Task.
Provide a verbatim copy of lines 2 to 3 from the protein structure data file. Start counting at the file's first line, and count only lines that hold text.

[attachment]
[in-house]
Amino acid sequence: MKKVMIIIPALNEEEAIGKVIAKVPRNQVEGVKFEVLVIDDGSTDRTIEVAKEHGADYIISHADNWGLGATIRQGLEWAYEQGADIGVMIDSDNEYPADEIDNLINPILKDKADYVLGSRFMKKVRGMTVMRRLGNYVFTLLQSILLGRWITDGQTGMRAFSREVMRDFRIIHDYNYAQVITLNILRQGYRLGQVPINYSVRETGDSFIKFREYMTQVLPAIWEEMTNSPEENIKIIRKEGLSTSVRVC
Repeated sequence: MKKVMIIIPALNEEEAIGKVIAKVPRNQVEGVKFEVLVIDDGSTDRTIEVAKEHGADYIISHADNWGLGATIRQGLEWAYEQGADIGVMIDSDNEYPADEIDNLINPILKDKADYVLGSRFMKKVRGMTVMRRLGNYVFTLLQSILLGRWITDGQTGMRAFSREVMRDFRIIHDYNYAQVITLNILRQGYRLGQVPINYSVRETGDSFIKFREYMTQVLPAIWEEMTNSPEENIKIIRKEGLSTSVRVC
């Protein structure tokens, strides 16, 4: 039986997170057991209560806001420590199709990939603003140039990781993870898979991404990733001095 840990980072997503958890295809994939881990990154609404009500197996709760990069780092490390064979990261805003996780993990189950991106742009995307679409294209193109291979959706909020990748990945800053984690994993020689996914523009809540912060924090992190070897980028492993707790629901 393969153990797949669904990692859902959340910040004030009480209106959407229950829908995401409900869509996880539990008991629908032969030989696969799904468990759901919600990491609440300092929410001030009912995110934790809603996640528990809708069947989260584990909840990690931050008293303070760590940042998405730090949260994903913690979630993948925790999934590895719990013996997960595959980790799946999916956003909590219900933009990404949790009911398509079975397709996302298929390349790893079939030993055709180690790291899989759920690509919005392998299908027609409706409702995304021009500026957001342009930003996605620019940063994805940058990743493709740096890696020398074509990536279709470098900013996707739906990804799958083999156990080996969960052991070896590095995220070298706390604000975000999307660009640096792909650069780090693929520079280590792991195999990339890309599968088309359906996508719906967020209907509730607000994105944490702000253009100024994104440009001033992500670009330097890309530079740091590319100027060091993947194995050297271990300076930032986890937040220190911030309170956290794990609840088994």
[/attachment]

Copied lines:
Amino acid sequence: MKKVMIIIPALNEEEAIGKVIAKVPRNQVEGVKFEVLVIDDGSTDRTIEVAKEHGADYIISHADNWGLGATIRQGLEWAYEQGADIGVMIDSDNEYPADEIDNLINPILKDKADYVLGSRFMKKVRGMTVMRRLGNYVFTLLQSILLGRWITDGQTGMRAFSREVMRDFRIIHDYNYAQVITLNILRQGYRLGQVPINYSVRETGDSFIKFREYMTQVLPAIWEEMTNSPEENIKIIRKEGLSTSVRVC
Repeated sequence: MKKVMIIIPALNEEEAIGKVIAKVPRNQVEGVKFEVLVIDDGSTDRTIEVAKEHGADYIISHADNWGLGATIRQGLEWAYEQGADIGVMIDSDNEYPADEIDNLINPILKDKADYVLGSRFMKKVRGMTVMRRLGNYVFTLLQSILLGRWITDGQTGMRAFSREVMRDFRIIHDYNYAQVITLNILRQGYRLGQVPINYSVRETGDSFIKFREYMTQVLPAIWEEMTNSPEENIKIIRKEGLSTSVRVC